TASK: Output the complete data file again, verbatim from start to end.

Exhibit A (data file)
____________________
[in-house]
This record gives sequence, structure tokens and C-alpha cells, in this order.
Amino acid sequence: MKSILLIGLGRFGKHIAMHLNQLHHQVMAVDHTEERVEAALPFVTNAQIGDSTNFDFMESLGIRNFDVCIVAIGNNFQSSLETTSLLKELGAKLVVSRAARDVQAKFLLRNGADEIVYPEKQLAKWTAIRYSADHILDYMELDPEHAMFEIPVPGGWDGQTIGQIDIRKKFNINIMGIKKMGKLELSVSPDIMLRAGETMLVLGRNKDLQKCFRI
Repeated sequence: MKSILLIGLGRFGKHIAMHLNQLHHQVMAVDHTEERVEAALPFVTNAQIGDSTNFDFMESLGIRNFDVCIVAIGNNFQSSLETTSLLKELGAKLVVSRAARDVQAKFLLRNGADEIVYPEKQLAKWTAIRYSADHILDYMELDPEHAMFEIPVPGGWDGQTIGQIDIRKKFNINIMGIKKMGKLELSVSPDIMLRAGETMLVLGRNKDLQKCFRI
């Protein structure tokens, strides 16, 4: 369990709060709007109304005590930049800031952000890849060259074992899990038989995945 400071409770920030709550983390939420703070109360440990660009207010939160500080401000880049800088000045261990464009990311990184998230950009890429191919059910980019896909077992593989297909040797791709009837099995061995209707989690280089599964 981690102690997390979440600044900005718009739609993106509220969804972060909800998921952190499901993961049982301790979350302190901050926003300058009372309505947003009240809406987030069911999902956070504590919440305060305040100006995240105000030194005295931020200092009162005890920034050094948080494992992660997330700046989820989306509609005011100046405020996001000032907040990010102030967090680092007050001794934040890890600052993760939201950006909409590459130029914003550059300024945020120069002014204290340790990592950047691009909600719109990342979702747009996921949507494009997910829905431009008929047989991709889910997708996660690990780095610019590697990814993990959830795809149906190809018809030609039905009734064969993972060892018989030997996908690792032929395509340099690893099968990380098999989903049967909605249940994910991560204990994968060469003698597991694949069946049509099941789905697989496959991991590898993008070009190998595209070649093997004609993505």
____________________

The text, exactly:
[in-house]
This record gives sequence, structure tokens and C-alpha cells, in this order.
Amino acid sequence: MKSILLIGLGRFGKHIAMHLNQLHHQVMAVDHTEERVEAALPFVTNAQIGDSTNFDFMESLGIRNFDVCIVAIGNNFQSSLETTSLLKELGAKLVVSRAARDVQAKFLLRNGADEIVYPEKQLAKWTAIRYSADHILDYMELDPEHAMFEIPVPGGWDGQTIGQIDIRKKFNINIMGIKKMGKLELSVSPDIMLRAGETMLVLGRNKDLQKCFRI
Repeated sequence: MKSILLIGLGRFGKHIAMHLNQLHHQVMAVDHTEERVEAALPFVTNAQIGDSTNFDFMESLGIRNFDVCIVAIGNNFQSSLETTSLLKELGAKLVVSRAARDVQAKFLLRNGADEIVYPEKQLAKWTAIRYSADHILDYMELDPEHAMFEIPVPGGWDGQTIGQIDIRKKFNINIMGIKKMGKLELSVSPDIMLRAGETMLVLGRNKDLQKCFRI
């Protein structure tokens, strides 16, 4: 369990709060709007109304005590930049800031952000890849060259074992899990038989995945 400071409770920030709550983390939420703070109360440990660009207010939160500080401000880049800088000045261990464009990311990184998230950009890429191919059910980019896909077992593989297909040797791709009837099995061995209707989690280089599964 981690102690997390979440600044900005718009739609993106509220969804972060909800998921952190499901993961049982301790979350302190901050926003300058009372309505947003009240809406987030069911999902956070504590919440305060305040100006995240105000030194005295931020200092009162005890920034050094948080494992992660997330700046989820989306509609005011100046405020996001000032907040990010102030967090680092007050001794934040890890600052993760939201950006909409590459130029914003550059300024945020120069002014204290340790990592950047691009909600719109990342979702747009996921949507494009997910829905431009008929047989991709889910997708996660690990780095610019590697990814993990959830795809149906190809018809030609039905009734064969993972060892018989030997996908690792032929395509340099690893099968990380098999989903049967909605249940994910991560204990994968060469003698597991694949069946049509099941789905697989496959991991590898993008070009190998595209070649093997004609993505």